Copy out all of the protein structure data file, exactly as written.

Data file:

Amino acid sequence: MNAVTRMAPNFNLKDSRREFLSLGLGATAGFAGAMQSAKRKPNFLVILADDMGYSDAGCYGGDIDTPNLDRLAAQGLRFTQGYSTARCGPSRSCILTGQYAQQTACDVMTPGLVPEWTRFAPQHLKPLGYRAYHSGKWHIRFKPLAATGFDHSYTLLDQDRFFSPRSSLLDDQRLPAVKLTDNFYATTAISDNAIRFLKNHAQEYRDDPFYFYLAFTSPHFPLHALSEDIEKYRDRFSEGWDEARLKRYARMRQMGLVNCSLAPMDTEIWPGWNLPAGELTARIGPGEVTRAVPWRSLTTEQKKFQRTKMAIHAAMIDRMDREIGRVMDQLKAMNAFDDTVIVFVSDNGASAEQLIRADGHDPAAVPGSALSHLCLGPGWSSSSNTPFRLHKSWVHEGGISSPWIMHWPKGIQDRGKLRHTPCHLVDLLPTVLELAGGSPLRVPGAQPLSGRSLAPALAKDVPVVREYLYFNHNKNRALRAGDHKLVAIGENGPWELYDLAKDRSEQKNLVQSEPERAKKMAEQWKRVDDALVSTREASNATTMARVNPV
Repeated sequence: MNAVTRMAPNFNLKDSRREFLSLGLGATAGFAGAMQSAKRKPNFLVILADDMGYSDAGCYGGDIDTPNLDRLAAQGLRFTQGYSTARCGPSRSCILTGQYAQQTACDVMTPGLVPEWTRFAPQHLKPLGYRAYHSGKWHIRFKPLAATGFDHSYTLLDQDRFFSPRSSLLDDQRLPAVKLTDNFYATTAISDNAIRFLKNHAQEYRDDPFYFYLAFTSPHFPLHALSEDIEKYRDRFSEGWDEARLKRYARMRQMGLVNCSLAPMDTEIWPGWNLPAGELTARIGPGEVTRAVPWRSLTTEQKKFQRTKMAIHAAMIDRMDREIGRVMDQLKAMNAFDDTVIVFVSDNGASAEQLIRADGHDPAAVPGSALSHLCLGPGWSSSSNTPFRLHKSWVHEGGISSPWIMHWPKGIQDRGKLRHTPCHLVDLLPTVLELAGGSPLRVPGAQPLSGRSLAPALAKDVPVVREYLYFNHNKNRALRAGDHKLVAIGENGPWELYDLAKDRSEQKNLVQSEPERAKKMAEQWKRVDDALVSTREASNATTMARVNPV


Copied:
Amino acid sequence: MNAVTRMAPNFNLKDSRREFLSLGLGATAGFAGAMQSAKRKPNFLVILADDMGYSDAGCYGGDIDTPNLDRLAAQGLRFTQGYSTARCGPSRSCILTGQYAQQTACDVMTPGLVPEWTRFAPQHLKPLGYRAYHSGKWHIRFKPLAATGFDHSYTLLDQDRFFSPRSSLLDDQRLPAVKLTDNFYATTAISDNAIRFLKNHAQEYRDDPFYFYLAFTSPHFPLHALSEDIEKYRDRFSEGWDEARLKRYARMRQMGLVNCSLAPMDTEIWPGWNLPAGELTARIGPGEVTRAVPWRSLTTEQKKFQRTKMAIHAAMIDRMDREIGRVMDQLKAMNAFDDTVIVFVSDNGASAEQLIRADGHDPAAVPGSALSHLCLGPGWSSSSNTPFRLHKSWVHEGGISSPWIMHWPKGIQDRGKLRHTPCHLVDLLPTVLELAGGSPLRVPGAQPLSGRSLAPALAKDVPVVREYLYFNHNKNRALRAGDHKLVAIGENGPWELYDLAKDRSEQKNLVQSEPERAKKMAEQWKRVDDALVSTREASNATTMARVNPV
Repeated sequence: MNAVTRMAPNFNLKDSRREFLSLGLGATAGFAGAMQSAKRKPNFLVILADDMGYSDAGCYGGDIDTPNLDRLAAQGLRFTQGYSTARCGPSRSCILTGQYAQQTACDVMTPGLVPEWTRFAPQHLKPLGYRAYHSGKWHIRFKPLAATGFDHSYTLLDQDRFFSPRSSLLDDQRLPAVKLTDNFYATTAISDNAIRFLKNHAQEYRDDPFYFYLAFTSPHFPLHALSEDIEKYRDRFSEGWDEARLKRYARMRQMGLVNCSLAPMDTEIWPGWNLPAGELTARIGPGEVTRAVPWRSLTTEQKKFQRTKMAIHAAMIDRMDREIGRVMDQLKAMNAFDDTVIVFVSDNGASAEQLIRADGHDPAAVPGSALSHLCLGPGWSSSSNTPFRLHKSWVHEGGISSPWIMHWPKGIQDRGKLRHTPCHLVDLLPTVLELAGGSPLRVPGAQPLSGRSLAPALAKDVPVVREYLYFNHNKNRALRAGDHKLVAIGENGPWELYDLAKDRSEQKNLVQSEPERAKKMAEQWKRVDDALVSTREASNATTMARVNPV